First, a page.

Hands up if your organisation has a vision.   Mmmm, that’s most of you.   But why do we have visions, and do they work?   Most of them aren’t inspiring.  Many are too long, full of jargon and instantly forgettable.   Ask people in most organisations what their company vision is and they either won’t know or they’ll repeat it with an embarrassed giggle and a frown, as if it’s been drummed into them against their will.  Which it probably has.    Personally, I think visions are overrated.   In fact, I’d go as far as saying that most visions don’t work.    Yes, they set a direction and articulate a view of the ‘desired state’ – nothing wrong with that – but they don’t motivate.   People get motivated by purpose and meaning, by feeling they are part of something.   They get engaged by having an emotional attachment to the organisation – a sense of fulfillment, pride and togetherness.     In his popular book on leadership, Start With Why, author Simon Sinek asserts that “people don’t buy what you do, they buy why you do it”.    Is it enough to put forward a set of messages about where the organisation is headed and what it aspires to, if the receiver of the message doesn’t know why?    What’s more, research has shown that people don’t get motivated by a promise of what might be in the future.  They get motivated by what’s happening now.   It’s called the theory of ‘delayed gratification.’   Offer someone £100 now or £110 in a week from now and most people will take the £100 now.  Offer them £100 now or £500 in a week and they’ll be interested, but will probably not trust you to deliver.   This is what we do with visions – set out a grand description of how great we hope things will be in the future, but how often do we deliver?   And are we that motivated by the prospect of what 2015 might look like when real life tells us we might not even be here?   How many workers are genuinely going to get inspired by a vision to “deliver shareholder value” or to “leverage benefits across the value chain”?   Would that get you out of bed?   No, it’s purpose that counts.    Workers nowadays want to know what they are part of and why they do what they do.   They want to feel that what they do makes a difference.    Ever since we first looked up at the stars, we human beings have looked for meaning in our lives.   It’s what Viktor Frankl wrote about in his groundbreaking book Man’s search for meaning … a book written on scraps of stolen paper during his time in Auschwitz and which describes how, even in the darkest places, we can still find significance in our lives.    But do most of us really have true significance in our working lives?   Don’t get me wrong, I’m not anti-vision.   I understand and support the need to set a direction, articulate a future and give people some idea of what their organisation is aiming for.  I get the point of values, as long as they reflect the values of the people who work in the organisation and they are involved in their creation.   But vision and values aren’t enough.   They explain the ‘what’ and the ‘how’ but they don’t say ‘why’.   And it’s ‘why’ that matters.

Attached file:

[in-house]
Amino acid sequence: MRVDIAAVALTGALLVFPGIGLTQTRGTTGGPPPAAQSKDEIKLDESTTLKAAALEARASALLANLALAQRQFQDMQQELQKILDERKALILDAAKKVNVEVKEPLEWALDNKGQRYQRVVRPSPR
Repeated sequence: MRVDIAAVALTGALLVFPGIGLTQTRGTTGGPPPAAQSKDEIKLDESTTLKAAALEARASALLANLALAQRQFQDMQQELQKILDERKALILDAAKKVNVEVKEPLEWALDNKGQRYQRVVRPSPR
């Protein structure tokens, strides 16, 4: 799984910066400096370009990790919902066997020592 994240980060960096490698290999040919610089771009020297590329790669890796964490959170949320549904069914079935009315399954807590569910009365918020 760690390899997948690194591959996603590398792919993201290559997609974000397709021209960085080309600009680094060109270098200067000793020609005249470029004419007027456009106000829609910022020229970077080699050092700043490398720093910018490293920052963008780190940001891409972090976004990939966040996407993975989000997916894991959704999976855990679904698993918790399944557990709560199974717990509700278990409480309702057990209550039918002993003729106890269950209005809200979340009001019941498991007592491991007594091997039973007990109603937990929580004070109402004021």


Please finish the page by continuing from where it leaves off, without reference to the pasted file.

Right Brain Rising!

A Whole New Mind by Dan Pink

This book has been out a while but I have to give it a plug.   It provides a fascinating and highly convincing argument as to why the successful workers of the future will be those who can master the creative right side of the brain.  Pointing to how abundance, Asia and automation is ‘changing the game’ for analytical left-brain knowledge workers (sorry doctors, accountants, lawyers, IT workers .. you’ve had your day!), Dan describes how the winners of the future will be the designers, storytellers, carers, big-picture thinkers and meaning-makers.   It underlines how corporate communications …. and actually leadership in general …. is essentially a right-brain activity.   Dan outlines the six fundamentally human abilities that are essential for professional success and personal fulfillment and reveals how to master them.  From a laughter club in Bombay, to an inner-city high school devoted to design, to a lesson on how to detect an insincere smile.   A must-read for anyone in comms, and in facts anyone who owns a brain.   It’s the reason why, when looking for new schools for my daughter, the first place I wanted to see was the art department.   That’s where the future is.  More on Amazon